Album review: Paul Roland & Mick Crossley – Through The Spectral Gate

Source: album artwork

Words by Grey Malkin

Paul Roland should need no introduction, his position as a major mover in the underground psych scene from the 1980s onwards led fellow traveller Robyn Hitchcock to describe him as ‘the male Kate Bush’, with barque chamber folk albums such as Cabinet of Curiosities and eclectic psych jewels such as Duel and Masque cementing his reputation as a unique and enduring songwriter. Mick Crossley has most recently been playing with Roland on recent projects such as Grimmer Than Grim and Hexen, which has led to the joint venture Through the Spectral Gate. Somewhat more cosmiche than Paul’s usual output, with hints and hues of mid 70’s Hawkwind (think Warrior on the Edge of Time era) as well as Tangerine Dream, nonetheless there is a darkness and dreamlike quality that engages in much the same manner as Katies muse, and will no doubt also strongly appeal to his fanbase.

The album begins with the pulsating synths and pensive bass of ‘Open the Spectral Gate’, a graceful but ghostly oboe picking out an ominous motif that is reminiscent of the shadowed majesty of King Crimson’s Starless and Bible Black, evoking a similar sense of dread and wonder. ‘Come Into My Mind & The Flickering Light’ follows more familiar Paul Roland territory, with its ornate acoustic melancholy decorated by tastefully chosen washes of analogue synth and woodwind, before the second movement of the song launches (in a most Floydian manner) on a vast wave of strings, rasping synths and chiming guitar runs. At once breathtaking as well as providing a significant emotional heft, there are myriad details and moments here, contained within what amounts to nothing less than a widescreen electronic symphony. ‘Echo Forest (He Knows My Name)’ is next, again on more familiar Roland ground with its eerie and spooked gothic psych harmonies and hazy bursts of guitar. Many of Roland’s songs take inspiration from folklore, ghost stories or the strange and unusual and this is no exception; there is something utterly sinister at work here amongst the paisley patterned organ and descending drum rolls, like the Left Banke on a bad trip lost deep within the dark of the woods. An acoustic coda provides a suitably emotive and dramatic finale, with a towering crescendo of strings and pounding acoustic guitar.

‘Silver Surfer Parts 1 & 2’ sets the controls firmly for the heart of the sun, shimmering synth arpeggios washing over a restrained, tension wire performance, with piano punctuating the dark swirling clouds and Roland’s impassioned performance. The second movement goes full ‘In Search of Space’, guitar lines soaring and drifting further out into the endless void. ‘Witch’s Brew Parts 1 & 2’ returns to the occult folk that is Roland’s forte, a deeply melodic and nuanced piece of work that is a thing of dark beauty (complete with atmospheric and lysergic closing section featuring Geoffrey Richardson from Caravan on violin). ‘Mantra’, meanwhile, is a slow build, a hallucinatory desert song of exploratory bass, synth swirls and star kissed guitar runs. Sitar and shruti box opens ‘The Third Eye & Blessings’, a haunted but perversely humorous and cynical take on certain guru types, which develops into a hugely satisfying vintage keyboard odyssey. This is a major strength of the pairing of Roland and Crossley, we get not only Roland’s nuanced songwriting and melodic mastery, but the lengthened nature of these tracks allows for a cinematic reach and framing that adds further dimension and depth. ‘Never Flown So High Before’ is a case in point, searing guitar lines and vast banks of synths and choral vocals adorn Roland’s twisted pop genius, taking us into unexplored domain, into newly charted galaxies. Having previously delved into the genres of 60’s garage rock, chamber folk and psych rock, this embracing of cosmiche and space rock/prog surrounds suits Roland well. Next, ‘The Cave Song & Carlos’, with its eastern hues and midnight psych explorations touching musical territory that is normally occupied by the likes of Goat and Familia de Lobos (with a flavour of The Doors), allows Crossley to take vocal duties on a piece that builds into a mind melting voyage, while ‘Carlos’ evokes Saucerful of Secrets era Pink Floyd partaking in a subterranean ritual. The finale of ‘Crystal & Silent Star’, propelled by a wraithlike electronic pulsar beat, is both haunting and driven. Hugely atmospheric and immersive, it is a suitable conclusion to a deeply inventive, ambitious and filmic album.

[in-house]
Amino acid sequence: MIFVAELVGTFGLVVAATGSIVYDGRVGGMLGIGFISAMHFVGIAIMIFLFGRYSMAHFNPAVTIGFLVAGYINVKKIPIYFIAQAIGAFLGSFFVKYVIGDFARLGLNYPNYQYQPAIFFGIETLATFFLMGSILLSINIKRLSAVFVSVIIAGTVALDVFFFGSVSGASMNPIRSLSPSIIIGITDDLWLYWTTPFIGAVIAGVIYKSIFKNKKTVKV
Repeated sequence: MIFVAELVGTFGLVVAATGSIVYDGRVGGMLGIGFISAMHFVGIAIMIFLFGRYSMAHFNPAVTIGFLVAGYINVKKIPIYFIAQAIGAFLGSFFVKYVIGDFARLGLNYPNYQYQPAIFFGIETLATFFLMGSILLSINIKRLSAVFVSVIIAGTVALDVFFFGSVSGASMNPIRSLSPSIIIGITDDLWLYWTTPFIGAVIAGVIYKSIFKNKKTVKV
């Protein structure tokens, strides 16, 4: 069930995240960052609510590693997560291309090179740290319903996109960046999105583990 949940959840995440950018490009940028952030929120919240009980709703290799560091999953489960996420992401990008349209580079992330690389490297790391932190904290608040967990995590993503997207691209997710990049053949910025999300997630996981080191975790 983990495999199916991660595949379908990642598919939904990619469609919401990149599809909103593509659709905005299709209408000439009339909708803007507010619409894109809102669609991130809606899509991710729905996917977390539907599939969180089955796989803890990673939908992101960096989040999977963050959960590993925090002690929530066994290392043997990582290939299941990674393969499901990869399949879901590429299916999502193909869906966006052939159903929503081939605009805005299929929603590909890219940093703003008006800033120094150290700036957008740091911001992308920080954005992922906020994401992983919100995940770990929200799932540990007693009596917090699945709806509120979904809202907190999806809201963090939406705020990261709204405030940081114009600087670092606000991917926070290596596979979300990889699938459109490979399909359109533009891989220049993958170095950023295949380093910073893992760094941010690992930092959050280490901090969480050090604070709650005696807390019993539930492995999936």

One hopes that a similar collaboration may occur again from both Roland and Crossley, such is the success and dynamism that is evident here. There is no concession to commercialism or being an easy sell, you can sense that this is an album that both artists wanted to make for the sheer love of the music, the sounds evoked and the universes created. This genuine commitment shines through, a labour of love that rewards with every subsequent listen as it transports you to worlds beyond and into the dark, deep recesses of inner space. Venture through the Spectral Gate, you will not wish to leave.

Available now on CD and download from Dark Companion Records

MOOF claims no credit for any images posted on this site unless otherwise noted. If there is an image appearing on this blog that belongs to you and you do not wish for it appear on this site, please E-mail with a link to said image and it will be promptly removed.

Leave a Reply

Fill in your details below or click an icon to log in: Logo

You are commenting using your account. Log Out /  Change )

Twitter picture

You are commenting using your Twitter account. Log Out /  Change )

Facebook photo

You are commenting using your Facebook account. Log Out /  Change )

Connecting to %s